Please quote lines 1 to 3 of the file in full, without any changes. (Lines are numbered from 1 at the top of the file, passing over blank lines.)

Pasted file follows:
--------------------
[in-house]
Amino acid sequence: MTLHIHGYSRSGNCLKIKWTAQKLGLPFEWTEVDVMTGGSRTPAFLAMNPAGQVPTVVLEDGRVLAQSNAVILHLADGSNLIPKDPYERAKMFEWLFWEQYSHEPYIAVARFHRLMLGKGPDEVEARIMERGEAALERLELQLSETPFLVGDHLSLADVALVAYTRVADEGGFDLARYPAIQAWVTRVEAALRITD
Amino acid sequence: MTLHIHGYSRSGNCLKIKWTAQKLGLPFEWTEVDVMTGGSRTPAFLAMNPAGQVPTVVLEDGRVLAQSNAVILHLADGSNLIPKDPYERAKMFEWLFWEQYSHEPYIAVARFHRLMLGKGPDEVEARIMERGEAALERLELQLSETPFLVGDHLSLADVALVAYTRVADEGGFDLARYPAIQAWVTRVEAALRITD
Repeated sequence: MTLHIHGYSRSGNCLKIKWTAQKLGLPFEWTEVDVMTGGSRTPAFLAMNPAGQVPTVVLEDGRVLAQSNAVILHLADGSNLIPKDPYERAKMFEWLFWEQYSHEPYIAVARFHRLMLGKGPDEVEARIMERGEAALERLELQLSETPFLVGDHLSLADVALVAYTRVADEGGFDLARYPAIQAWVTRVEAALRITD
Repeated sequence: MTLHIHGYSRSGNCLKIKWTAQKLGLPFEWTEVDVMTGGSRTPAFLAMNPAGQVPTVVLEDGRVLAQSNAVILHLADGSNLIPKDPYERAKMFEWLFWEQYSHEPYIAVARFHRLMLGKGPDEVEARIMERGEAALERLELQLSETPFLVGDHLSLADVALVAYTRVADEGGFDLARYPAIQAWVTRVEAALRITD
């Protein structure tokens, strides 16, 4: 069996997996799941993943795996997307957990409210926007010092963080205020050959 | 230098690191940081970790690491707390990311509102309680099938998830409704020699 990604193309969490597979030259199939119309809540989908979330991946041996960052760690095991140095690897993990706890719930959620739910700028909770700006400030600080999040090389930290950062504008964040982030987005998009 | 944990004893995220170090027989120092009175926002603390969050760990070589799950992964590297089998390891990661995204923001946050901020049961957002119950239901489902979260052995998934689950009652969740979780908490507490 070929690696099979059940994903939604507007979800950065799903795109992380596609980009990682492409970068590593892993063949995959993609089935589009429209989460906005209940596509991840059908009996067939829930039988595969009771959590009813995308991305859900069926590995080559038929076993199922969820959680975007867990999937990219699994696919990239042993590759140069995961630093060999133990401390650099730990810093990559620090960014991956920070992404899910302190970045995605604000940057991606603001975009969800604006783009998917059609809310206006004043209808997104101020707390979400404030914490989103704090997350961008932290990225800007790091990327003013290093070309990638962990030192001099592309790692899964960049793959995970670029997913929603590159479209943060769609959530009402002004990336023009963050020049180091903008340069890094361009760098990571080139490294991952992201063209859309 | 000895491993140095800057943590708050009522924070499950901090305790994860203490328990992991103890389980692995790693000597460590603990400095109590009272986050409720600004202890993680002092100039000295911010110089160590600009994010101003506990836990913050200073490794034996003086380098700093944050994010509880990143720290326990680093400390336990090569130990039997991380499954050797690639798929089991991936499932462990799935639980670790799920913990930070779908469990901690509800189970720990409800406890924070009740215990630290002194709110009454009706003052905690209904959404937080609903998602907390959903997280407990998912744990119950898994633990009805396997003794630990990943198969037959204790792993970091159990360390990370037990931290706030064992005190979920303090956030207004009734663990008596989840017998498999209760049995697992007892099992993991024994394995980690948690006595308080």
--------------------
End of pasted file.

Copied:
[in-house]
Amino acid sequence: MTLHIHGYSRSGNCLKIKWTAQKLGLPFEWTEVDVMTGGSRTPAFLAMNPAGQVPTVVLEDGRVLAQSNAVILHLADGSNLIPKDPYERAKMFEWLFWEQYSHEPYIAVARFHRLMLGKGPDEVEARIMERGEAALERLELQLSETPFLVGDHLSLADVALVAYTRVADEGGFDLARYPAIQAWVTRVEAALRITD
Amino acid sequence: MTLHIHGYSRSGNCLKIKWTAQKLGLPFEWTEVDVMTGGSRTPAFLAMNPAGQVPTVVLEDGRVLAQSNAVILHLADGSNLIPKDPYERAKMFEWLFWEQYSHEPYIAVARFHRLMLGKGPDEVEARIMERGEAALERLELQLSETPFLVGDHLSLADVALVAYTRVADEGGFDLARYPAIQAWVTRVEAALRITD